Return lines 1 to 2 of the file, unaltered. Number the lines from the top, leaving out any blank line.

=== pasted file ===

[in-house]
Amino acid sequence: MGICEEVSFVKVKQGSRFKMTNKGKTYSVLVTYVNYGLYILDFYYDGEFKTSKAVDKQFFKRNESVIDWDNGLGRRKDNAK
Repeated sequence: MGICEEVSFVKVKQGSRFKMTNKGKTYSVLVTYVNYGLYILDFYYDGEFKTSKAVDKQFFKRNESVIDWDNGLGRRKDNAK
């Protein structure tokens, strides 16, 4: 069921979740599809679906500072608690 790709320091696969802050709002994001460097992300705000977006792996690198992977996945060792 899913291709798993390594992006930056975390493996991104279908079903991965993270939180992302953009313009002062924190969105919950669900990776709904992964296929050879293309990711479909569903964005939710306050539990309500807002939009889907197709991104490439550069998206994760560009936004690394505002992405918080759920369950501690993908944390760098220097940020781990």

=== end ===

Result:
[in-house]
Amino acid sequence: MGICEEVSFVKVKQGSRFKMTNKGKTYSVLVTYVNYGLYILDFYYDGEFKTSKAVDKQFFKRNESVIDWDNGLGRRKDNAK